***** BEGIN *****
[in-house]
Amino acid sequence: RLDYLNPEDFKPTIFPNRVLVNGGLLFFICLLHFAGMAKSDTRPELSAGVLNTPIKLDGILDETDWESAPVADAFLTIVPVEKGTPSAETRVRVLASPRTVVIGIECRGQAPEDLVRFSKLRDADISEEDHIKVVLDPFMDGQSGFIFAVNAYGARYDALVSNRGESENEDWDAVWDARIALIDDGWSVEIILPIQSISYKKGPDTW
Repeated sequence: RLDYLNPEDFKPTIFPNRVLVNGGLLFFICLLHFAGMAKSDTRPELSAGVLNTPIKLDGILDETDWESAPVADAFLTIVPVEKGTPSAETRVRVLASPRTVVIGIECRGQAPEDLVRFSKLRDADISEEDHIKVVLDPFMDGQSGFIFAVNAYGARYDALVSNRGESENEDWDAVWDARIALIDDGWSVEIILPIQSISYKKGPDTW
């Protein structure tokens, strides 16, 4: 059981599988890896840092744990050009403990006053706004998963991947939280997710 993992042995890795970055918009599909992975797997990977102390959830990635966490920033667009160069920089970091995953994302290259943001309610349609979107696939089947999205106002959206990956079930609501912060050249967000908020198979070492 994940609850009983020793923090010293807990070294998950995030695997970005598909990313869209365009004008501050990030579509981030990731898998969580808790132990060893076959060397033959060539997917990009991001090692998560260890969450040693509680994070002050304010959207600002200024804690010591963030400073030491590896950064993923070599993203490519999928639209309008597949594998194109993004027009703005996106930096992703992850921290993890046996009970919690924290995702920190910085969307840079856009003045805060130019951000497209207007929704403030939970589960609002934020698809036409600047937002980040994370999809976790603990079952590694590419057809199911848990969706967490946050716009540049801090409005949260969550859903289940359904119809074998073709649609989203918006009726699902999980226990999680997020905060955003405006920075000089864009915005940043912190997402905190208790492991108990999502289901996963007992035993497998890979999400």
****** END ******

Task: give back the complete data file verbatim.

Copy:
[in-house]
Amino acid sequence: RLDYLNPEDFKPTIFPNRVLVNGGLLFFICLLHFAGMAKSDTRPELSAGVLNTPIKLDGILDETDWESAPVADAFLTIVPVEKGTPSAETRVRVLASPRTVVIGIECRGQAPEDLVRFSKLRDADISEEDHIKVVLDPFMDGQSGFIFAVNAYGARYDALVSNRGESENEDWDAVWDARIALIDDGWSVEIILPIQSISYKKGPDTW
Repeated sequence: RLDYLNPEDFKPTIFPNRVLVNGGLLFFICLLHFAGMAKSDTRPELSAGVLNTPIKLDGILDETDWESAPVADAFLTIVPVEKGTPSAETRVRVLASPRTVVIGIECRGQAPEDLVRFSKLRDADISEEDHIKVVLDPFMDGQSGFIFAVNAYGARYDALVSNRGESENEDWDAVWDARIALIDDGWSVEIILPIQSISYKKGPDTW
């Protein structure tokens, strides 16, 4: 059981599988890896840092744990050009403990006053706004998963991947939280997710 993992042995890795970055918009599909992975797997990977102390959830990635966490920033667009160069920089970091995953994302290259943001309610349609979107696939089947999205106002959206990956079930609501912060050249967000908020198979070492 994940609850009983020793923090010293807990070294998950995030695997970005598909990313869209365009004008501050990030579509981030990731898998969580808790132990060893076959060397033959060539997917990009991001090692998560260890969450040693509680994070002050304010959207600002200024804690010591963030400073030491590896950064993923070599993203490519999928639209309008597949594998194109993004027009703005996106930096992703992850921290993890046996009970919690924290995702920190910085969307840079856009003045805060130019951000497209207007929704403030939970589960609002934020698809036409600047937002980040994370999809976790603990079952590694590419057809199911848990969706967490946050716009540049801090409005949260969550859903289940359904119809074998073709649609989203918006009726699902999980226990999680997020905060955003405006920075000089864009915005940043912190997402905190208790492991108990999502289901996963007992035993497998890979999400």